Issues encountered Museum Field Museum has massive collections with wide range of materials but resources are lacking for further research/experimentation: funding, staff, department priorities – same problem as in other non-university museums and smaller institutions Isolation of issues unless network with other users Practice and experience is a must for interpretation; lack of resources for support. XRF Spectral interference Interpretation: subjective; two people needed Need “standard” reference materials to provide semi-quantitative results Results: even semi-quantitative or quantitative results cannot answer the ultimate question: “What does it mean?” Must get medical community involved.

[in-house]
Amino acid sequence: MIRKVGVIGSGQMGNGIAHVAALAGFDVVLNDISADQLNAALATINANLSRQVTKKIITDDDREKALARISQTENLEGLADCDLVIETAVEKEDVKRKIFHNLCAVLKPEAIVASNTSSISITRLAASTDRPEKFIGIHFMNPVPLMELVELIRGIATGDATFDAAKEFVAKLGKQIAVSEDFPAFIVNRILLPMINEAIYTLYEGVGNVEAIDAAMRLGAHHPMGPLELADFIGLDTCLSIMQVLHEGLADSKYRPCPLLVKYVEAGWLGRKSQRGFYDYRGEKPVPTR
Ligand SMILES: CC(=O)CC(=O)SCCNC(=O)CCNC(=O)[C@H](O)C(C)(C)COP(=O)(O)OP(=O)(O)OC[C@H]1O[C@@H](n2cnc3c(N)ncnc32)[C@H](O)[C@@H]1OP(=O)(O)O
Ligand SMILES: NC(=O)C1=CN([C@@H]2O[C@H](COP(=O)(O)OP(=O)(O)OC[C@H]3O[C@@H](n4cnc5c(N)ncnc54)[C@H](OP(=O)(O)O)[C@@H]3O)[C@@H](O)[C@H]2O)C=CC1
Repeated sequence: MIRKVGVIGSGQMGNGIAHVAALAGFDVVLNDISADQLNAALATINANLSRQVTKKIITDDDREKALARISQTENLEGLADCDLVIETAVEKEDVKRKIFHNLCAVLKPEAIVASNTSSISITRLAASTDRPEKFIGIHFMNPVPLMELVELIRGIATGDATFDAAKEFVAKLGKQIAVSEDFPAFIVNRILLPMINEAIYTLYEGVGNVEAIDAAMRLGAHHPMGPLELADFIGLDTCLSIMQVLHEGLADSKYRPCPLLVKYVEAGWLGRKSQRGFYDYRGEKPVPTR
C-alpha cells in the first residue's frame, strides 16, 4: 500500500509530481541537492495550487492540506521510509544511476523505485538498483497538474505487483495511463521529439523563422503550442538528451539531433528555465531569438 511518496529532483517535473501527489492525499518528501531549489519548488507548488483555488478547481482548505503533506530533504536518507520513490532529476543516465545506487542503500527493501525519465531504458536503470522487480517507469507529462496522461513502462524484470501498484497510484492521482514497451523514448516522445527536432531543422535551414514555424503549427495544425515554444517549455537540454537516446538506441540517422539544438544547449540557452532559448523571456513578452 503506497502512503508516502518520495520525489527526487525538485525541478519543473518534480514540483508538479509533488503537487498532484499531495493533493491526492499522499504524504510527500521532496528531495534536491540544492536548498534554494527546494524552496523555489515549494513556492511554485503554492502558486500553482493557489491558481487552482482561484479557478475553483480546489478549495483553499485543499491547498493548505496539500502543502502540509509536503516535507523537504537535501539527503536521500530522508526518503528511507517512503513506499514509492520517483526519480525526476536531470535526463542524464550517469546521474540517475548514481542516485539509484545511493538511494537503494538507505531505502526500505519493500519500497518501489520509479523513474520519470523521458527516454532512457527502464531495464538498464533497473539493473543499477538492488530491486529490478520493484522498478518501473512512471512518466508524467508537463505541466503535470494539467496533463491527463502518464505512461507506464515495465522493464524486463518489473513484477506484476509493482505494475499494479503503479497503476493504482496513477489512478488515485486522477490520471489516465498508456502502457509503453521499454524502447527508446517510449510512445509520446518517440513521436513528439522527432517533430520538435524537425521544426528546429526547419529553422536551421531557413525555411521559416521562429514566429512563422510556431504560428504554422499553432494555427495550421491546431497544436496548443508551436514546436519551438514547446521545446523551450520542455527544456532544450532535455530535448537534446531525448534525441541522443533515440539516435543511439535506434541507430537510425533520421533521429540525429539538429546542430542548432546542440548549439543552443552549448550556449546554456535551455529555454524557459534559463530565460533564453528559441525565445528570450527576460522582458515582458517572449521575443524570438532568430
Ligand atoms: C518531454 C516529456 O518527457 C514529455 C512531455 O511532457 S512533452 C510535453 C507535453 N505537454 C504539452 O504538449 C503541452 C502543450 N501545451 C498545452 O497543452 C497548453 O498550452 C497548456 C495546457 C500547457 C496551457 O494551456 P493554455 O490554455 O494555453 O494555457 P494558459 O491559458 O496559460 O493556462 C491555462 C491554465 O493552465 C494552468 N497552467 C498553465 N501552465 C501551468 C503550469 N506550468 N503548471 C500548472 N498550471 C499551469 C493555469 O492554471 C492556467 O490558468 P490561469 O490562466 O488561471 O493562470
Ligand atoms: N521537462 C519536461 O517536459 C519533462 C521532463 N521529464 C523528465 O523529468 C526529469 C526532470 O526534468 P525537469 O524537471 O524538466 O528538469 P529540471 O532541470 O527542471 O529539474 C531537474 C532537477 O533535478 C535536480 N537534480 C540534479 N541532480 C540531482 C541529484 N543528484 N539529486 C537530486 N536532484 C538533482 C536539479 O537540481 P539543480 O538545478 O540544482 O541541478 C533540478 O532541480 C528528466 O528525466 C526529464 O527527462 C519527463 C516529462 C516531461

Cultural representatives – cultural, spiritual, legal Conservator/collections manager – past and present museum procedures and object history; material characterization; conducts test; interprets results Analytical chemist or physicist – primary or secondary interpretation of results; conducts test Medical / health professional such as a toxicologist, industrial/occupational hygienist – safe handling guidelines; health effects Manufacturer scientist of specific instrument – shares pertinent information about instrument and known applications; R & D to continue development of needed technology for museum application Wider circle of XRF users/institutions – network; share information; research; beginners, previous users and experts Team approach
“The issues are complex and resources too little – an information network among XRF users and institutions is vital to finding solutions.” Participants, 2008 XRF Seminar at The Field Museum